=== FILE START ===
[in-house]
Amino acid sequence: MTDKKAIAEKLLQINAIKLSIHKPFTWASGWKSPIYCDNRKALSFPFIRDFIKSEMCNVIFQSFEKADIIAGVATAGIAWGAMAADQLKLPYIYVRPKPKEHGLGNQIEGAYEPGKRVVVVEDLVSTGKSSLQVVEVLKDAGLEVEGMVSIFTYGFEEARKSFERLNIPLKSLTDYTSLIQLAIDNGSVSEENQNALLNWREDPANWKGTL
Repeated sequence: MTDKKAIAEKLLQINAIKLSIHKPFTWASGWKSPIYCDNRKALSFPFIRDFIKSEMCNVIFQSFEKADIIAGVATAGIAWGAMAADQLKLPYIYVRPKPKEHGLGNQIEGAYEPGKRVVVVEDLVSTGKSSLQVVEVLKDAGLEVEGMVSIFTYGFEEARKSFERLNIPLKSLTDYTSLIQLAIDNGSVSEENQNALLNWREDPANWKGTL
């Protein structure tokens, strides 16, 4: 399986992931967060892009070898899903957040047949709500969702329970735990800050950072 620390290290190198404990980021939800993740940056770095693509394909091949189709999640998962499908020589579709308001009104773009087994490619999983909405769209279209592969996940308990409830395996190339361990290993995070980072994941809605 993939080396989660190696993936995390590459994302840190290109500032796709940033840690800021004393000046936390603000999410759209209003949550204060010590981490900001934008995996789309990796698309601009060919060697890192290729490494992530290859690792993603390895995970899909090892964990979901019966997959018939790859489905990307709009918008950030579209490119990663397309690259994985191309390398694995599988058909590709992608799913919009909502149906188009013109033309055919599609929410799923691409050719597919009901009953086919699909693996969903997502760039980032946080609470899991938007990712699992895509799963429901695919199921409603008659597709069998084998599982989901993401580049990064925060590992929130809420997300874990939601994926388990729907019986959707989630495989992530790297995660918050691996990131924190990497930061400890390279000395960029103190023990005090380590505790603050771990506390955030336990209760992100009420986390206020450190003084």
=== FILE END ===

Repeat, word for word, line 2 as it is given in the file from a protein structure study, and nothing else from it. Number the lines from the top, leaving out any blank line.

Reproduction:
Amino acid sequence: MTDKKAIAEKLLQINAIKLSIHKPFTWASGWKSPIYCDNRKALSFPFIRDFIKSEMCNVIFQSFEKADIIAGVATAGIAWGAMAADQLKLPYIYVRPKPKEHGLGNQIEGAYEPGKRVVVVEDLVSTGKSSLQVVEVLKDAGLEVEGMVSIFTYGFEEARKSFERLNIPLKSLTDYTSLIQLAIDNGSVSEENQNALLNWREDPANWKGTL